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CANNES -- It smells like global financial crisis all along the Croisette. Vanity Fair's infamous party is canceled. Beaches along the Croisette are empty. And, let's be honest, who really has the energy to venture out to the Hotel du Cap after a nonstop day of meetings and screenings? But have no fear, the Parisians are here. From the moment the lights go up in the Palais to the moment when jury president Isabelle Huppert hands out the Palme d'Or, Paris' hottest nightspots will invade Cannes beaches and buildings for 10 days of champagne, celebs and celebration. Even if you can't pronounce "croissant," our guide will help put a French twist on your nightly entertainment.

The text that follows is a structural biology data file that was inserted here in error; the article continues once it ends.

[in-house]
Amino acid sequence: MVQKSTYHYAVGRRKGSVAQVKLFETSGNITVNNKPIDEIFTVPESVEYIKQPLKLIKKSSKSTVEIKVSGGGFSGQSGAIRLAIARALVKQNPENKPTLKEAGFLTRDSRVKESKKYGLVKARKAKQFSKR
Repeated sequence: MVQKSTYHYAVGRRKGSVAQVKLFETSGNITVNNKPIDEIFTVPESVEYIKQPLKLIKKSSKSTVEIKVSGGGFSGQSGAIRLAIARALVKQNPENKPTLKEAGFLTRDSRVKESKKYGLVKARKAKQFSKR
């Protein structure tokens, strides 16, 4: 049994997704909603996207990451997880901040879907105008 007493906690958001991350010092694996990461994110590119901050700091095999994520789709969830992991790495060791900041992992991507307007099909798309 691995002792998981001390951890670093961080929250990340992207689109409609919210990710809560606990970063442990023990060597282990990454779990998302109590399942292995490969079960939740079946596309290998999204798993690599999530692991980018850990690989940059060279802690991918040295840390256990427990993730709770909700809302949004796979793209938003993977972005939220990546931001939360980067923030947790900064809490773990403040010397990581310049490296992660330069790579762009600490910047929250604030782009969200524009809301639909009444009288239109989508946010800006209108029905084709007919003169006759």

While Paris may be a big city, filled with myriad cultural events and goings-on, everyone knows there's really only one place to see and be seen, namely Le Baron. Founded by Lionel Bensemoun and Andre Saraiva, known locally as "La Clique," Le Baron will once again bring its Parisian cool to the Riviera to invade the Hotel 3.14 during the festival. The hot spot will play host to private parties celebrating films in selection and, as usual, will be the spot to hit up just before heading back to your hotel room. Le Baron is pretty much the Paris "scene" transported to Cannes, filled with Parisian hipsters who migrate to Cannes to party in the southern version of their favorite nightclub. The club will start off strong this year with a launch party for Belvedere X complete with a performance from Blondie's Debbie Harry and follow that with high-profile events both at the 3.14 and at the Ballroom, a villa co-sponsored with Wild Bunch that will house at least seven parties during the fest. Le Baron also has partnered with Vitamin Water and Colette to host a daytime beauty spot and "recovery beach." Expect to see jury member Asia Argento, MK2 topper Nathanael Karmitz, DJ Mark Ronson and a hodgepodge of trendy young French producers in the mix.